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SuzuRocks

Diagnostic Strategyy?

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Hi All,

I am a 59 year old woman. As a preschool child I had slow growth and digestive problems that were traeted with a restricted diet. I know wheat was "off the table" because on my bithday I had a jello cake. This diet did not last long. I do not recall any restriction in my grade school years and I don't recall digestive problems in grade school and later either and do not have such symptoms now. I had always believed that I had had celiac as a small child and had outgrown it. In 2003 I was diagnosed with hypothyroidism. Medication worked pretty well. However a couple of years ago I hear from some reputable sources that 1) you never get over celiac and 2) it can contribute to thyroid problesm. I did some investigating on the web,, then asked my doctor to send me for testing. It came nack negative. A few months later an endocrinologist tried again. Still negative. It was a blood test. I was eating substantial amounts of gluten regularly both times. I have tried going off gluten a few times and even without worrying about trace amounts subjectively felt better ie less fatigue, etc., but have never gone gluten free for a substantial amount of time.

Now I have high blood pressure which is apparently either due to or causing kidnety stress. I got sent to a kidney and hypertension specialist who sent me for a bunch of tests. He said they were for hidden infections, inflammation, etc. When they took my history I did not mention celiac (it kind of slipped my mind). Later walking home, the word "inflammation" struck me. I again went to the web and found out: 1) At least one kind of inflammatory kidney problem is correlated with celiac 2) Besides thyroid problems several other things that I or family members have had are correlated ie primary bilary cirrhosis, schizophrenia, sqamous cell carcinoma.

I don't know this specialist well and don't know how conservative he is. I did not look closely at the list of tests he sent me to get so I don't know if he is testing me for celac again on his own initiative without me bringing it up. However, especially if it is an inflannation problem, given my history and despite the negative antibody tests, I would like to try a gluten-free diet before going anywhere near steroids or any of the stronger, more invasive hypertension meds. How do I strategize this? I want this doctor to support or at least tolerate this experiment.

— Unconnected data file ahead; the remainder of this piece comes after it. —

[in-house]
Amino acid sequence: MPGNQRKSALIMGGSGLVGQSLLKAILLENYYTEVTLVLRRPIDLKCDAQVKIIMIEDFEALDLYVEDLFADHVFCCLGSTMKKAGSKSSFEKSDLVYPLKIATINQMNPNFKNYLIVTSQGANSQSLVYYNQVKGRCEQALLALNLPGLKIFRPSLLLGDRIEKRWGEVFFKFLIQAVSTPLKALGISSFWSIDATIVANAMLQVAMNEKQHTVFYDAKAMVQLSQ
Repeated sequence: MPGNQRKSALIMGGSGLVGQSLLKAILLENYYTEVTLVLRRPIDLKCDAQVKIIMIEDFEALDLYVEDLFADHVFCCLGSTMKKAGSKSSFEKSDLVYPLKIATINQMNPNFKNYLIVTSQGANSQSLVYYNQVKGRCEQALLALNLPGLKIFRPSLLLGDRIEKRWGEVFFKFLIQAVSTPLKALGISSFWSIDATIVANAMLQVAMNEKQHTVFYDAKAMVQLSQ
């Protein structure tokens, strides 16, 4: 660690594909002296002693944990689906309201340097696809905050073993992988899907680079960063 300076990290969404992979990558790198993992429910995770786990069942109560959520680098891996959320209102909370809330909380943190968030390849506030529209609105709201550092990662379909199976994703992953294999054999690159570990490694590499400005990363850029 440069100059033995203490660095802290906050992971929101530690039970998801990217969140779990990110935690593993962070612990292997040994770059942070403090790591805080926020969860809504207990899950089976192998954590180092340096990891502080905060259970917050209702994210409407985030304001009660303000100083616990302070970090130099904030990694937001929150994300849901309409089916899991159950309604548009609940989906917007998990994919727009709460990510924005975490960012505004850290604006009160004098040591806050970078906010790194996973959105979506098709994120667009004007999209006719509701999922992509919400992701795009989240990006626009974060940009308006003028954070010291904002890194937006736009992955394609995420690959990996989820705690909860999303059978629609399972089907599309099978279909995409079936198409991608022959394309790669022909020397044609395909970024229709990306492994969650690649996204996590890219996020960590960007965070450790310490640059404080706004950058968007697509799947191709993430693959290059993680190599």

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This advice is based on my personal experience.

Every doctor I have gone to has not suspected celiac or gluten intolerance was causing my chronic kidney problems/infections before I went gluten free. They did not test for it. They never found anything wrong with my kidney function, bladder, or anything else, and only found idiopathic (cause unknown) protein in my urine and a lot of calcium crystals. This was combined with a lot of early age bone loss. I was alternately told to take calcium and not take calcium supplements by whomever looked at me last. Finally a very wise urologist told me to not take calcium in the form of "Tums," or calcium carbonate, because that was making it worse. I got a copy of one of those ob-gyn books by an alternative type practitioner, Christiane Northrup, and she said the same thing, but to instead take calcium in a different form, such as calcium citrate, because that would be absorbed instead of landing in the wrong place, because Tums affects bicarbonate blood levels. Voila! That seemed to help a lot, but I never totally ditched the problem until I went gluten free.

Theory is that since the kidneys are filtering your blood, to regulate calcium levels, and because you, as a celiac/gluten intolerant, don't absorb calcium in the correct way because of damage, they scoop up the excess from the bone loss also, and it ends up in either the kidneys or the bladder as crystals or stones. And unhappy kidneys will send up your blood pressure, besides making your back hurt all the time. NSAIDS and Tylenol make this worse, btw.

Because I do not have a formal celiac diagnosis, there is not a way to "prove" that gluten intolerance had anything to do with it. However, since I do have doctors who have seen me go from chronic bladder/kidney problems to not, I do tell them about it and they are very interested, as I am not in their offices 6 times a year anymore begging for antibiotics for this. It is a tremendous relief to not having this constant threat of infection hanging over my head anymore. I still drink more water out of habit than the regular person, and I am constantly working to keep myself well hydrated. I take calcium/magnesium/D supplements in the forms that do not bother my kidneys, as mentioned above, plus a B complex and multivitamin.

It was thought years ago that children outgrown celiac. They don't. Most people still go undiagnosed, and of those that are, they still do not get a diagnosis until they have other chronic conditions show up as a result of the damage. You may not ever get a "formal" diagnosis, but if you have both the symptoms and feel better on a gluten free diet, that is your answer.

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